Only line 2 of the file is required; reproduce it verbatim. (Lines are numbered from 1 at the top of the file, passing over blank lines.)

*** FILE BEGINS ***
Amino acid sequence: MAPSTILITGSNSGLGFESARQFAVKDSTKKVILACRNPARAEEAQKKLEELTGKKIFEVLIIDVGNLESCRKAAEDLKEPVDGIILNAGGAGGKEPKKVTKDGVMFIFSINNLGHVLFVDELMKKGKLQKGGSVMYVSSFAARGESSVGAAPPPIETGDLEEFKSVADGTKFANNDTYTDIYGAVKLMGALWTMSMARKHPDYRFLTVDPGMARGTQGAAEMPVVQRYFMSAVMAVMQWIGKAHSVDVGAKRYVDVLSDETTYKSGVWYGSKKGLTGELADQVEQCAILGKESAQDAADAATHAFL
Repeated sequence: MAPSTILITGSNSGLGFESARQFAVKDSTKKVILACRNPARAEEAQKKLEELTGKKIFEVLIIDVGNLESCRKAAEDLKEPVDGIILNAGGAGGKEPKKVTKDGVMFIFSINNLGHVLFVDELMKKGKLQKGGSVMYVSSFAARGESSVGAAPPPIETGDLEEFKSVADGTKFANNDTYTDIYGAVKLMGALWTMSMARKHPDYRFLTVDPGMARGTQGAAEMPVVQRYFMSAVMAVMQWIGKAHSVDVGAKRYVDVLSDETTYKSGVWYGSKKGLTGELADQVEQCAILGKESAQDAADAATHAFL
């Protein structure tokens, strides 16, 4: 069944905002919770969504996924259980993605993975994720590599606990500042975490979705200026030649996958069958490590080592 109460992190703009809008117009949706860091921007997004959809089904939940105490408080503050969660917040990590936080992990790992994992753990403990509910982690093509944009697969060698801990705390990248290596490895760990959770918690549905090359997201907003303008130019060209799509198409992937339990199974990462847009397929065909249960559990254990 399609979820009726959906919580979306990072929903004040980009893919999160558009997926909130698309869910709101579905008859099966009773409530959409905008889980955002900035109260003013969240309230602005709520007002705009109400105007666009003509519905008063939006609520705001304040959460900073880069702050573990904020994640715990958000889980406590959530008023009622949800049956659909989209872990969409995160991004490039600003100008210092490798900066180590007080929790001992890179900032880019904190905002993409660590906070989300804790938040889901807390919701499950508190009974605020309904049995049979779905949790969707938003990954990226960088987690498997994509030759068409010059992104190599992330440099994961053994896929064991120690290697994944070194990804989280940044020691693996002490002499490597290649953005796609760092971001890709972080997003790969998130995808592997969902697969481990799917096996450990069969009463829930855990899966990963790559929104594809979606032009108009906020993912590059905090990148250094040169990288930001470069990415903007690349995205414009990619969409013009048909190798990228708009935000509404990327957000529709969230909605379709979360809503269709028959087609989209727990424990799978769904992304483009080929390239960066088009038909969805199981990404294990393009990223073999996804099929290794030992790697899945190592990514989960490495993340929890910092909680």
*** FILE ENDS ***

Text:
Repeated sequence: MAPSTILITGSNSGLGFESARQFAVKDSTKKVILACRNPARAEEAQKKLEELTGKKIFEVLIIDVGNLESCRKAAEDLKEPVDGIILNAGGAGGKEPKKVTKDGVMFIFSINNLGHVLFVDELMKKGKLQKGGSVMYVSSFAARGESSVGAAPPPIETGDLEEFKSVADGTKFANNDTYTDIYGAVKLMGALWTMSMARKHPDYRFLTVDPGMARGTQGAAEMPVVQRYFMSAVMAVMQWIGKAHSVDVGAKRYVDVLSDETTYKSGVWYGSKKGLTGELADQVEQCAILGKESAQDAADAATHAFL